In today’s topic, we’re going to discuss a feature of the AdMob front-end interface that you may have overlooked in the past: archiving ad units in your apps. When you archive an ad unit, all ad serving and settings associated with the ad unit will be disabled and active campaigns linked to the ad unit may stop running. You’ll no longer be able to access the ad unit from the monetize tab in the AdMob user interface; however, you can still view historical reporting related to that ad unit. It should be noted that you’ll be unable to reverse this process. Once an ad unit has been archived, it will be archived permanently.
It may seem counterintuitive at first. Why archive an ad unit and disable ad serving to your own apps, potentially leaving money on the table? Well, if you're in control of a large portfolio of apps, things aren’t always so simple. Perhaps you no longer have access to your app’s source code, or you have so many apps that it can be difficult to keep track of them all. These “legacy apps” can make it hard to ensure that all of your apps remain compliant. Policy violations that go unfixed can lead to the temporary suspension of your AdMob account.
The easiest way to avoid this issue is to archive any ads in your legacy apps. If your apps aren’t showing ads to users or generating revenue, then they likely aren’t violating AdMob policies. You don’t need to make any changes to the source code in your app, as you can take care of everything in the AdMob front end by following the steps below.
In the AdMob user interface, navigate to “MONETIZE” in the top bar.
You’ll be able to find a list of the apps in your portfolio along the left side of the screen, and clicking on any of them will bring up the app’s ad units.
To archive any of these ad units, select the box beside the ad unit, and then click on “ARCHIVE”.
Once you’ve archived the ads, they’ll stop generating revenue and users will no longer see them. It is important to remember that this is a permanent solution, and archiving cannot be reversed.
Until next time, be sure to stay connected on all things AdMob by following our Twitter, LinkedIn and Google+ pages.
Posted by: Tom Ambrose, AdMob Publisher Quality Team
Episode twelve of The Mobile Ads Garage is live on YouTube! If you haven't seen it before, The Mobile Ads Garage is a video tutorial series that covers how to use the Mobile Ads SDK to display ads from AdMob and DoubleClick for Publishers. Each episode covers one aspect of the SDK, breaks down the feature, and shows screencasts of real implementations on both Android and iOS – all in a friendly format.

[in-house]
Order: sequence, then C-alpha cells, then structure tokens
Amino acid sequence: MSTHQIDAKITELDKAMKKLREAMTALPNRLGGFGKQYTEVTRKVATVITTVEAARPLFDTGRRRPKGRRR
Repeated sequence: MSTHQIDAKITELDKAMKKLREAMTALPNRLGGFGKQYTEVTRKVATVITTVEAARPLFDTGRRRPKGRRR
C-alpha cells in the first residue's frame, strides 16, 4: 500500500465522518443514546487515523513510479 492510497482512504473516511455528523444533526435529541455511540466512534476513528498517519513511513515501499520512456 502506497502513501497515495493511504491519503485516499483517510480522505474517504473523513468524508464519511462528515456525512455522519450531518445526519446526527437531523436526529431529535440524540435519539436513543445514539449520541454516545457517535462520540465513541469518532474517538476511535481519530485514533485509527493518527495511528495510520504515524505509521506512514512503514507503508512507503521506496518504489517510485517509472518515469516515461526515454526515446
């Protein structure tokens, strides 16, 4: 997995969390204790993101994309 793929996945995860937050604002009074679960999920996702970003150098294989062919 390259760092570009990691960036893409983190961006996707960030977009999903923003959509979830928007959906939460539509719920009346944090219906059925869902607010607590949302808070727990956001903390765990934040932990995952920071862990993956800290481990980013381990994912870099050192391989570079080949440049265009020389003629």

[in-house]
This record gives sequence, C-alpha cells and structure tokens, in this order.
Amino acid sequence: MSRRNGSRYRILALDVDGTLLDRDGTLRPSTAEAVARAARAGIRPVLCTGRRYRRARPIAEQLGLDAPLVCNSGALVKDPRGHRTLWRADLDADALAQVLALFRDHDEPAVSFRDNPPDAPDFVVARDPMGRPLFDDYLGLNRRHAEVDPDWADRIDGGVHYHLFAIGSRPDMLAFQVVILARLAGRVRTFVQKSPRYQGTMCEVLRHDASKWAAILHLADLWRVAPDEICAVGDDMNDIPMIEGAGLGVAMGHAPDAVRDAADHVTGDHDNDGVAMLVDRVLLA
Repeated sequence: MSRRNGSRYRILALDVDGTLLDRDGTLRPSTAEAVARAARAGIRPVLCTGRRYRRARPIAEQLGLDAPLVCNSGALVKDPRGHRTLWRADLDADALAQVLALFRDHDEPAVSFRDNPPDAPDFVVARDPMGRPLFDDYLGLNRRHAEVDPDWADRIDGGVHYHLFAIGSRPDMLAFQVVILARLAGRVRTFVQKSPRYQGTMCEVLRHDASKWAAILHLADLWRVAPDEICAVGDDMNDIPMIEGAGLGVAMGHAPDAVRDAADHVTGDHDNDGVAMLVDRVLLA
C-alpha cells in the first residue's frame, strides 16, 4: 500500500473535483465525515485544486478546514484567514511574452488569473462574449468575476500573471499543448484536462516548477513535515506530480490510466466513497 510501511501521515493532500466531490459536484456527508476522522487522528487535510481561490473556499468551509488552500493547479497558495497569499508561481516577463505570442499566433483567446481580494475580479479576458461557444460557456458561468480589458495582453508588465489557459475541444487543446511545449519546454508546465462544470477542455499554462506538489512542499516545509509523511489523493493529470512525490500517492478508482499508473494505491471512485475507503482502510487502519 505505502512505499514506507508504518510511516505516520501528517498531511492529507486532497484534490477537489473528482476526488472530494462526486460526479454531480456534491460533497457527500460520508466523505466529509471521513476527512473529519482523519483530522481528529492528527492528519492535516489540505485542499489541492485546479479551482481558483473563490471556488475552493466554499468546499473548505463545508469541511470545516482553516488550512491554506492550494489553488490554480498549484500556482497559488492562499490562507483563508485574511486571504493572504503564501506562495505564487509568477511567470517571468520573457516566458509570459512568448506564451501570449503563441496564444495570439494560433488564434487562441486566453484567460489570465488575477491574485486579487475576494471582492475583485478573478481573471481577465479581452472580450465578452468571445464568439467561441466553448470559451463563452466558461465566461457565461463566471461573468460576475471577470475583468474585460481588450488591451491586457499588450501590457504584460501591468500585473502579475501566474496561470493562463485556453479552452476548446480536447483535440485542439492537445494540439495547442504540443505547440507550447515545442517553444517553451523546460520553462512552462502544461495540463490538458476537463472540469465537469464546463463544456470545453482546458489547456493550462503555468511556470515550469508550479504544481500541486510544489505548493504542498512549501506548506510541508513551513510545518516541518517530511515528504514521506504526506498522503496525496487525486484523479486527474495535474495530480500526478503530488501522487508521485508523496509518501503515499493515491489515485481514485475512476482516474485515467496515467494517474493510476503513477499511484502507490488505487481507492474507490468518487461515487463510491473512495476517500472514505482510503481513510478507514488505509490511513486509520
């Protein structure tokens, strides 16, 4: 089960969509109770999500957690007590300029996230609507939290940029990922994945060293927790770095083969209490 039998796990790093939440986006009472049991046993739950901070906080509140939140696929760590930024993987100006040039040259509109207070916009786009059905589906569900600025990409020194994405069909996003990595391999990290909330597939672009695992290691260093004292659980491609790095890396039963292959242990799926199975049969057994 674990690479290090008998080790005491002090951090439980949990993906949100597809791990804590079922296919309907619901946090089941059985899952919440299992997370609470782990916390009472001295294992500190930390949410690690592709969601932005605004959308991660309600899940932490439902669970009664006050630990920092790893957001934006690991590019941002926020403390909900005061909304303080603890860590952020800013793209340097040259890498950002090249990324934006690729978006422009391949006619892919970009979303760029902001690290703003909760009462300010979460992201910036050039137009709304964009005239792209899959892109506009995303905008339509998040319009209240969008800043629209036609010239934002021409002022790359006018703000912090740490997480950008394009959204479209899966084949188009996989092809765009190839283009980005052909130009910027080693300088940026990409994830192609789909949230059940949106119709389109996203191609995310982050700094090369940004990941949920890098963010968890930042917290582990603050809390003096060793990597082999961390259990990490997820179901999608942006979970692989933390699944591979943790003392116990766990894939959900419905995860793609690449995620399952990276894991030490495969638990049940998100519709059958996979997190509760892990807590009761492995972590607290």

With their customizable presentations and ability to be precached, Native Express ads fit right in with list-based user interfaces:
In this deep dive episode of the Mobile Ads Garage, you'll learn how to integrate Native Express ads into an iOS app that uses a UITableViewController for its primary UI. Along the way you'll get a detailed set of step and see screencasts of an implementation in Xcode. The episode also covers a handy technique for tapping into the ad lifecycle to load native express ads sequentially, from the top of the list to the bottom.
If you like the video, save the Mobile Ads Garage playlist to your YouTube Playlist collection and you'll never miss an episode.
We’d love to hear which AdMob features you’d like to learn more about. The comment sections for the videos are open, and you're welcome to toss out ideas for new episodes and examples you'd like to see. If you have a technical question relating to something discussed in one of the episodes, you can bring it to our support forum.
Thanks for your feedback on our recently launched The No-Nonsense Guide to Native Ads. We’re thrilled to announce that it’s now available in Spanish and Japanese.
For our Spanish and Japanese-speaking developer communities, we hope that this ebook will help you implement native ads, an ad format that effectively monetizes while preserving the user experience. Native ads match the look and feel of the content within your app and as spending on native ads is expected to grow to $21 billion in 2018, this presents a huge opportunity for publishers to enhance their user experience and tap into new revenues.
In this guide, you’ll learn:
Download your free copy of The No-Nonsense Guide to Native Ads in Spanish and Japanese today and learn practical tips and best practices for implementing native ads in your app.